“After local firefighters pull Clare out of a blazing café, she happily comes to their rescue by teaching them the finer points of operating their newly donated espresso machine. But matters really heat up when somebody is torching cafes around the city and firefighters begin to die in suspicious ways…
Believing the two events are related, Clare investigates, staking out a five-borough bake sale and sniffing out clues in the pizza ovens of Brooklyn. When her detective boyfriend, Mike Quinn, is pulled into the fire of a false accusation, Clare is desperate to put out the flames. But will she be able to come to Mike’s rescue before someone tries to extinguish her?”
Roast Mortem is the 9th book in Coyle’s Coffeehouse Mystery series featuring amateur sleuth and coffee expert Clare Cosi. While it is not imperative to read the series in order, if you’re looking for a solid cozy and think you might like to give this one a try, I’d urge you to start at the beginning with On What Grounds.
When it comes to cozies and amateur sleuth mysteries, I’ve always believed that the would-be detective must be a strong, sympathetic character. How else could you forgive her or him for bumbling about, poking at the wrong people with a pointy, circumstantial stick, and generally doing irrational or questionable things? And even then you might find yourself asking: “Seriously? Did she/he really just [insert arguably stupid action here]?” Having spent countless pages in the company of Clare, I’m willing to forgive her bouts of faulty judgment because she is likable, and her heart is always in the right place. So that, perhaps, is the primary reason behind my devoted following of this series: I want to see Clare succeed, to see her happy, and to see how she gets out of her latest scrape with the bad guy.
Reason two would be the relationship between Clare and Detective Mike Quinn. And that is the reason behind my previous suggestion of starting with book one: The relationship develops over the course of the series. The reader is privy to every tentative step they take towards each other, every misunderstanding, every almost moment, and where they are now is so much sweeter for having been with them the whole way. For all that, though, the relationship is not the focus of each novel; it’s a wonderful bonus.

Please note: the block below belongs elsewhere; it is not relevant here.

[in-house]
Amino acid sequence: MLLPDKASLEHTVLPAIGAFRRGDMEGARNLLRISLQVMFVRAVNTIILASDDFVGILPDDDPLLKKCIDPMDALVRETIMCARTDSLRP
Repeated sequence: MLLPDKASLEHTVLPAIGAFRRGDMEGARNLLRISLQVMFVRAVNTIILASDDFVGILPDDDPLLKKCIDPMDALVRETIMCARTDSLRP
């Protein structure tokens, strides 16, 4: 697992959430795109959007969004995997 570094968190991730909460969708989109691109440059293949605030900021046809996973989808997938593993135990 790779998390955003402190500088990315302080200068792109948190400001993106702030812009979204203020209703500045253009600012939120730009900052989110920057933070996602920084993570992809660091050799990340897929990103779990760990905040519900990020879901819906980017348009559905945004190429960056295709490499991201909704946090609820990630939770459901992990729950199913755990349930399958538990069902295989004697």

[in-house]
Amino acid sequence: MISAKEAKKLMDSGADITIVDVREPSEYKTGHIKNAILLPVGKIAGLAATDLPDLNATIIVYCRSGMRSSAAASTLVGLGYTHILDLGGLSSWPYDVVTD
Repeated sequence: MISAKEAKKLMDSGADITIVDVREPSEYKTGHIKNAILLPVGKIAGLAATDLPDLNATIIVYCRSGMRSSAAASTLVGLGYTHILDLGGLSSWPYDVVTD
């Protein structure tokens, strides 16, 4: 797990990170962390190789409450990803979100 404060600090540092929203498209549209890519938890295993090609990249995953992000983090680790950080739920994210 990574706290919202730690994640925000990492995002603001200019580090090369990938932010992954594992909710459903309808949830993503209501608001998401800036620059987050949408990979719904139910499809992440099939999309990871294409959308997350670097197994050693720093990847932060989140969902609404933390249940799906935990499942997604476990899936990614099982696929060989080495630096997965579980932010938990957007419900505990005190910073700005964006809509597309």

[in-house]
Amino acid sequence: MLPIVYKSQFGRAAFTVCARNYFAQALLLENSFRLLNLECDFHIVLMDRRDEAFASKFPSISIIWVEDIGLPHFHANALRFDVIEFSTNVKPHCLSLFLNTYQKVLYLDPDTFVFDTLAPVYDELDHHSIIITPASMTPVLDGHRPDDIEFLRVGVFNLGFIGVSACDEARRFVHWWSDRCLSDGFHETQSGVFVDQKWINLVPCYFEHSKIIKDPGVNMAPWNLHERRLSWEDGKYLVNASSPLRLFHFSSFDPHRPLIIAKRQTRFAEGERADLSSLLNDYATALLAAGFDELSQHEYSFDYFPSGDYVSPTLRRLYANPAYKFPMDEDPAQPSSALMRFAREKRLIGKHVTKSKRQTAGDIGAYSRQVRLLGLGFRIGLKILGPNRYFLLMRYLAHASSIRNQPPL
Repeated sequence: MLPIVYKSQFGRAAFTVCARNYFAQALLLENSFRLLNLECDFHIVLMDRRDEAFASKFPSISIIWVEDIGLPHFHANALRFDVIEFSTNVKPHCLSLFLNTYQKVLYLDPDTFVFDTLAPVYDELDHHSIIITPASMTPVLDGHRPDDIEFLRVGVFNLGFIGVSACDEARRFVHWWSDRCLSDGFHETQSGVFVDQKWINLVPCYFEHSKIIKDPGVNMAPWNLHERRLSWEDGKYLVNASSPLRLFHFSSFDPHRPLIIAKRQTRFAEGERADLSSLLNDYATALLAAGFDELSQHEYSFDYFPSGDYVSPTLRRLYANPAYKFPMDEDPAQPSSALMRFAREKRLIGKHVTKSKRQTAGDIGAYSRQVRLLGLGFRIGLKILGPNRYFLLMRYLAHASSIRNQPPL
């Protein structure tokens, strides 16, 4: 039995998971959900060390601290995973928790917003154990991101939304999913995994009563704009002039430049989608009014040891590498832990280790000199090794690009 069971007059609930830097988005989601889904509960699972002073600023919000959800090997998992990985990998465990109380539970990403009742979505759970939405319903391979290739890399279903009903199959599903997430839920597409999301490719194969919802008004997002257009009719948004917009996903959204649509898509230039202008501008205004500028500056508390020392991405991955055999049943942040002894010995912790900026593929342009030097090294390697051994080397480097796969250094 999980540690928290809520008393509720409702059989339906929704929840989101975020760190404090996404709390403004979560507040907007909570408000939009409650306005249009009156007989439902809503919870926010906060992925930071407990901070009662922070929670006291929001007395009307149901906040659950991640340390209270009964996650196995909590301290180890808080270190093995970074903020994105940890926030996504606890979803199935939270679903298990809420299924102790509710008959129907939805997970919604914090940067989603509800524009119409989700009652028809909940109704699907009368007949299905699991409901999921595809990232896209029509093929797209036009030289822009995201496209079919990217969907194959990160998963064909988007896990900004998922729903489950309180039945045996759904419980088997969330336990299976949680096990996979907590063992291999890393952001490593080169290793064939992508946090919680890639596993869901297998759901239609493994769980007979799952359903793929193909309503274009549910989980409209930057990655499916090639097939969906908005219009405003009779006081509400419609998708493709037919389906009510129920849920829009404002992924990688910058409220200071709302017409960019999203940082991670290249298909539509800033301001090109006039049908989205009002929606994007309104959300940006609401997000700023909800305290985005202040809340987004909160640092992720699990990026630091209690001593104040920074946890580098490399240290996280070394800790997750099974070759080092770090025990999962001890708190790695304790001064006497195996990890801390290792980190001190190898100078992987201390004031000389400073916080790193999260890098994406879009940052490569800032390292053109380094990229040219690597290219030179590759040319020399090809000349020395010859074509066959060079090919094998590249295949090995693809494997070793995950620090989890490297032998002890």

A first for the series, the murders in this particular installment got to me. Not because they were violent or gruesome – this is a cozy, after all – but because Coyle got the reader close to the victims through their interactions with Clare. Despite the fact that the victims’ thoughts are their own, and despite the fact that their presence in the novel was limited, I cared enough to feel saddened by their deaths. Wanting to ensure that the villain was brought to justice – as if I ever thought he or she wouldn’t be! again, cozy – meant that the pages turned quickly and almost without ceasing.
Along with the crime, the relationship(s), and the banter comes a healthy dose of coffee history and brewing techniques. Due to Clare’s position as manager of the Village Blend, the – sometimes long – paragraphs on flavor, grinding and so on never feel forced or out of place. These sections may make some readers’ eyes cross if they’re in it for the mystery alone, but I sort of find it fascinating, all the ways the “perfect” shot can go wrong, the different flavors beans from various regions of the world will produce. Like most mysteries with a food/beverage angle, recipes are included at the back of every novel.
This is one cozy mystery series I’ll throw my lot in with for the long haul.